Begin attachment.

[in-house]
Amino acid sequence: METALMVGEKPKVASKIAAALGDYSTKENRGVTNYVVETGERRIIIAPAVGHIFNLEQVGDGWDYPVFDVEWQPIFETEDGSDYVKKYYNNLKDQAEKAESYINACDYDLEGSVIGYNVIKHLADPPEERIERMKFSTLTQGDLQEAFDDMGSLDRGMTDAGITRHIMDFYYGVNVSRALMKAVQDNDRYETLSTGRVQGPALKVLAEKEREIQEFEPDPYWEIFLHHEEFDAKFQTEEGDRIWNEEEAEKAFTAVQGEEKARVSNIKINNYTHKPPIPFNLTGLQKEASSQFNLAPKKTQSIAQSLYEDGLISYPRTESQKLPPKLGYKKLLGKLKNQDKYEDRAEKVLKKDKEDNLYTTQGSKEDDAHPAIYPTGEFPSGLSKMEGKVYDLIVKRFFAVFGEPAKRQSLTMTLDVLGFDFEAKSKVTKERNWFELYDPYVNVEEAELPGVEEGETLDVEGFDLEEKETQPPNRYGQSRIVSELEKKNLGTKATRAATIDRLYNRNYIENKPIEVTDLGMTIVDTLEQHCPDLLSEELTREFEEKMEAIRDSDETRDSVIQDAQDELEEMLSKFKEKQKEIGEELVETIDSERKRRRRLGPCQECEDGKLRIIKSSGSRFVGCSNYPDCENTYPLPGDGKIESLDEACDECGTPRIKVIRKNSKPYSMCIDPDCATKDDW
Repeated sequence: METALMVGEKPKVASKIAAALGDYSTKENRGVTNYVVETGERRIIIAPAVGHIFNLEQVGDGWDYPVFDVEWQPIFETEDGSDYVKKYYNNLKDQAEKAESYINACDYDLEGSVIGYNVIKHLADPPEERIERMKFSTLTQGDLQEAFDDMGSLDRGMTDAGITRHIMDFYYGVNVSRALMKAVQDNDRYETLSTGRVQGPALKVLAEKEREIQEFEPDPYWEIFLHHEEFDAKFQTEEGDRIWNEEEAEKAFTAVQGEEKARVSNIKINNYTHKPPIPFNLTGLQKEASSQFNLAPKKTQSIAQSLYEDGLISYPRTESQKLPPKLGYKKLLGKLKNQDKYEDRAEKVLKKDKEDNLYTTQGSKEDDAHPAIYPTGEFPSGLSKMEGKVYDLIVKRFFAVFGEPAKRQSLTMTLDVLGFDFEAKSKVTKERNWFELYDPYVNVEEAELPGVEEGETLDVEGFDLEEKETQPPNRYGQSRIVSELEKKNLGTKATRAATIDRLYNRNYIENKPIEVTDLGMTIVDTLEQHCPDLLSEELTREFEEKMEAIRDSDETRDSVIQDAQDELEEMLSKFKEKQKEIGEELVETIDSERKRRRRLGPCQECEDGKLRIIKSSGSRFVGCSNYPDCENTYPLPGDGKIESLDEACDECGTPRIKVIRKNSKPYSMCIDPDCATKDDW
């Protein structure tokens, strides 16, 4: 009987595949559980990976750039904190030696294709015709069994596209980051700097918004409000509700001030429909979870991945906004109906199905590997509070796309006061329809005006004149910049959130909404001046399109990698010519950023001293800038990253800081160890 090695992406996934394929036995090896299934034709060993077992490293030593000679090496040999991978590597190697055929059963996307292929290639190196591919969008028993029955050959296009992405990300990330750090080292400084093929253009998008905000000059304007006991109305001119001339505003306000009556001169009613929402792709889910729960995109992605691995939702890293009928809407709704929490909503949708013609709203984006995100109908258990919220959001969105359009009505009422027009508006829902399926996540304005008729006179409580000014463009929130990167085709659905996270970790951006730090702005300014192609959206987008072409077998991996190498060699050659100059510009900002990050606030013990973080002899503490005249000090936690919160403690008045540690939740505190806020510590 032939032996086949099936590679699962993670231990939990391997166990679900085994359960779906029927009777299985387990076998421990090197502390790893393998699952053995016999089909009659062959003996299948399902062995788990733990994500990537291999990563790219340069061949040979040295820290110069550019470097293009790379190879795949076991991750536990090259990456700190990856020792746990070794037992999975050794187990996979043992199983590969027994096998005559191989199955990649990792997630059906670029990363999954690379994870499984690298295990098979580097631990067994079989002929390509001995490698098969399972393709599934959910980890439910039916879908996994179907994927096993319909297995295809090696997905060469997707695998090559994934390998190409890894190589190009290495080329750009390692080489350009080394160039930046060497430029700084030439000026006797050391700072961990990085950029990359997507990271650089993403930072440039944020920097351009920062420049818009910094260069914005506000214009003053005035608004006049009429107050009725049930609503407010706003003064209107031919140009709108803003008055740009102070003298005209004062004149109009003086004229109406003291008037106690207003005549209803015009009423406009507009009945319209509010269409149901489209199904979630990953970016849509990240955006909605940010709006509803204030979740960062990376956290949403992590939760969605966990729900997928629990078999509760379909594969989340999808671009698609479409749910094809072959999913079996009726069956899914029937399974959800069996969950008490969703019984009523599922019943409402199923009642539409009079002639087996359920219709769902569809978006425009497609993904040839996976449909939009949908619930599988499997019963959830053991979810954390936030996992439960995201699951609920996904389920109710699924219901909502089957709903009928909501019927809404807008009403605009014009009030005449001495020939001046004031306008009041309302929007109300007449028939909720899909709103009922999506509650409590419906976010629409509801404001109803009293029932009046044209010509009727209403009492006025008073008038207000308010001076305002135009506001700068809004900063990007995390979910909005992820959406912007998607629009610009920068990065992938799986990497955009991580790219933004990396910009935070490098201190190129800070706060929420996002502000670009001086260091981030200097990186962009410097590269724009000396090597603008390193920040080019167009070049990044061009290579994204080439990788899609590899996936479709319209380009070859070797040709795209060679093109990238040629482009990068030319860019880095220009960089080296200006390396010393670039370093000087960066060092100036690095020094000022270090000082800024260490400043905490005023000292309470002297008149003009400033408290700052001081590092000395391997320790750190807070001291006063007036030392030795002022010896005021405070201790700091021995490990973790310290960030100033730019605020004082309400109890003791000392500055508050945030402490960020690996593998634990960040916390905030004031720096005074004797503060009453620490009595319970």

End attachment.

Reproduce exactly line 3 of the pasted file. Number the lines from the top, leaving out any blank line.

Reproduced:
Repeated sequence: METALMVGEKPKVASKIAAALGDYSTKENRGVTNYVVETGERRIIIAPAVGHIFNLEQVGDGWDYPVFDVEWQPIFETEDGSDYVKKYYNNLKDQAEKAESYINACDYDLEGSVIGYNVIKHLADPPEERIERMKFSTLTQGDLQEAFDDMGSLDRGMTDAGITRHIMDFYYGVNVSRALMKAVQDNDRYETLSTGRVQGPALKVLAEKEREIQEFEPDPYWEIFLHHEEFDAKFQTEEGDRIWNEEEAEKAFTAVQGEEKARVSNIKINNYTHKPPIPFNLTGLQKEASSQFNLAPKKTQSIAQSLYEDGLISYPRTESQKLPPKLGYKKLLGKLKNQDKYEDRAEKVLKKDKEDNLYTTQGSKEDDAHPAIYPTGEFPSGLSKMEGKVYDLIVKRFFAVFGEPAKRQSLTMTLDVLGFDFEAKSKVTKERNWFELYDPYVNVEEAELPGVEEGETLDVEGFDLEEKETQPPNRYGQSRIVSELEKKNLGTKATRAATIDRLYNRNYIENKPIEVTDLGMTIVDTLEQHCPDLLSEELTREFEEKMEAIRDSDETRDSVIQDAQDELEEMLSKFKEKQKEIGEELVETIDSERKRRRRLGPCQECEDGKLRIIKSSGSRFVGCSNYPDCENTYPLPGDGKIESLDEACDECGTPRIKVIRKNSKPYSMCIDPDCATKDDW